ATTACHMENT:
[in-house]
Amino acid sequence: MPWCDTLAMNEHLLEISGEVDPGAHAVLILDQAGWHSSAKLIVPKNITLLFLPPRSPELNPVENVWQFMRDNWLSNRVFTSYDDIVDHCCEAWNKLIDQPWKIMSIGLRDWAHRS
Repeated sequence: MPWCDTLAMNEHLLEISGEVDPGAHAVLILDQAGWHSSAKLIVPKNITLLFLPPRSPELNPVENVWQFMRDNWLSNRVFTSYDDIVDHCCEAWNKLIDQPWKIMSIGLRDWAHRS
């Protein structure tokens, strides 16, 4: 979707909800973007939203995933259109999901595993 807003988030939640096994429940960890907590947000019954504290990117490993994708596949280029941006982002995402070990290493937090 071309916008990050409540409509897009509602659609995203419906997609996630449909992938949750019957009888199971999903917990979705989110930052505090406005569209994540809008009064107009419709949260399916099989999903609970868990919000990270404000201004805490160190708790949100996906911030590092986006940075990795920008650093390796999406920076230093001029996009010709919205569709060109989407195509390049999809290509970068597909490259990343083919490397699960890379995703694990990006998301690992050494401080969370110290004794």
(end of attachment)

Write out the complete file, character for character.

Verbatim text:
[in-house]
Amino acid sequence: MPWCDTLAMNEHLLEISGEVDPGAHAVLILDQAGWHSSAKLIVPKNITLLFLPPRSPELNPVENVWQFMRDNWLSNRVFTSYDDIVDHCCEAWNKLIDQPWKIMSIGLRDWAHRS
Repeated sequence: MPWCDTLAMNEHLLEISGEVDPGAHAVLILDQAGWHSSAKLIVPKNITLLFLPPRSPELNPVENVWQFMRDNWLSNRVFTSYDDIVDHCCEAWNKLIDQPWKIMSIGLRDWAHRS
């Protein structure tokens, strides 16, 4: 979707909800973007939203995933259109999901595993 807003988030939640096994429940960890907590947000019954504290990117490993994708596949280029941006982002995402070990290493937090 071309916008990050409540409509897009509602659609995203419906997609996630449909992938949750019957009888199971999903917990979705989110930052505090406005569209994540809008009064107009419709949260399916099989999903609970868990919000990270404000201004805490160190708790949100996906911030590092986006940075990795920008650093390796999406920076230093001029996009010709919205569709060109989407195509390049999809290509970068597909490259990343083919490397699960890379995703694990990006998301690992050494401080969370110290004794």